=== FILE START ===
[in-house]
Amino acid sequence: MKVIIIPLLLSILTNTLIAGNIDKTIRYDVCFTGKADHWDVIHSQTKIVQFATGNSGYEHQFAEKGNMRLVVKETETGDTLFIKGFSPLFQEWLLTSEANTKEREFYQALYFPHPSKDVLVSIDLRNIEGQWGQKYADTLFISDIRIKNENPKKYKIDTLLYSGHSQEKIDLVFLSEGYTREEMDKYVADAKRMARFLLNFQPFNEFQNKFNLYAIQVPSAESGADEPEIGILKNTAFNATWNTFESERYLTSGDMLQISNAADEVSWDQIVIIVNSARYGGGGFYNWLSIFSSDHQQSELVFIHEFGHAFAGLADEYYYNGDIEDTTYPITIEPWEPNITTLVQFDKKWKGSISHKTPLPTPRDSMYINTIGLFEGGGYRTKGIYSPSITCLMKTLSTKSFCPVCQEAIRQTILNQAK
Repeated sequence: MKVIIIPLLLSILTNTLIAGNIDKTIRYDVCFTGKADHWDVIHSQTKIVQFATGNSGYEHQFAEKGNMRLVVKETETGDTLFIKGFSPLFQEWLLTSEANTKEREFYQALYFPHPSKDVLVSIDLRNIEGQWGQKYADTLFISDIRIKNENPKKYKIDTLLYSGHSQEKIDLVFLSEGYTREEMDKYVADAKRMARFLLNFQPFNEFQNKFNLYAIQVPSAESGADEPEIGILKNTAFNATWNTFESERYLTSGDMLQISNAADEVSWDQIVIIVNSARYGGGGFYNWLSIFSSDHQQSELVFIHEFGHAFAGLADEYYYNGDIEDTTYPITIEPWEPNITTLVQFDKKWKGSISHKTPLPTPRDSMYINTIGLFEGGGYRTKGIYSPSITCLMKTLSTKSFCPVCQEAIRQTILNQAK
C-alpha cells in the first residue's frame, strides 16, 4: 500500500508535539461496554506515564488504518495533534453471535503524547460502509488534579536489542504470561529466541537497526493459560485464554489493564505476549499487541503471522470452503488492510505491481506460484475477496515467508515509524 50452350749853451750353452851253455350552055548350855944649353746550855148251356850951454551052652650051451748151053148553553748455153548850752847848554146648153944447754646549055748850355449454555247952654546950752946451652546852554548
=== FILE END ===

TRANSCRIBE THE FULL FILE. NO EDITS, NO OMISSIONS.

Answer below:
[in-house]
Amino acid sequence: MKVIIIPLLLSILTNTLIAGNIDKTIRYDVCFTGKADHWDVIHSQTKIVQFATGNSGYEHQFAEKGNMRLVVKETETGDTLFIKGFSPLFQEWLLTSEANTKEREFYQALYFPHPSKDVLVSIDLRNIEGQWGQKYADTLFISDIRIKNENPKKYKIDTLLYSGHSQEKIDLVFLSEGYTREEMDKYVADAKRMARFLLNFQPFNEFQNKFNLYAIQVPSAESGADEPEIGILKNTAFNATWNTFESERYLTSGDMLQISNAADEVSWDQIVIIVNSARYGGGGFYNWLSIFSSDHQQSELVFIHEFGHAFAGLADEYYYNGDIEDTTYPITIEPWEPNITTLVQFDKKWKGSISHKTPLPTPRDSMYINTIGLFEGGGYRTKGIYSPSITCLMKTLSTKSFCPVCQEAIRQTILNQAK
Repeated sequence: MKVIIIPLLLSILTNTLIAGNIDKTIRYDVCFTGKADHWDVIHSQTKIVQFATGNSGYEHQFAEKGNMRLVVKETETGDTLFIKGFSPLFQEWLLTSEANTKEREFYQALYFPHPSKDVLVSIDLRNIEGQWGQKYADTLFISDIRIKNENPKKYKIDTLLYSGHSQEKIDLVFLSEGYTREEMDKYVADAKRMARFLLNFQPFNEFQNKFNLYAIQVPSAESGADEPEIGILKNTAFNATWNTFESERYLTSGDMLQISNAADEVSWDQIVIIVNSARYGGGGFYNWLSIFSSDHQQSELVFIHEFGHAFAGLADEYYYNGDIEDTTYPITIEPWEPNITTLVQFDKKWKGSISHKTPLPTPRDSMYINTIGLFEGGGYRTKGIYSPSITCLMKTLSTKSFCPVCQEAIRQTILNQAK
C-alpha cells in the first residue's frame, strides 16, 4: 500500500508535539461496554506515564488504518495533534453471535503524547460502509488534579536489542504470561529466541537497526493459560485464554489493564505476549499487541503471522470452503488492510505491481506460484475477496515467508515509524 50452350749853451750353452851253455350552055548350855944649353746550855148251356850951454551052652650051451748151053148553553748455153548850752847848554146648153944447754646549055748850355449454555247952654546950752946451652546852554548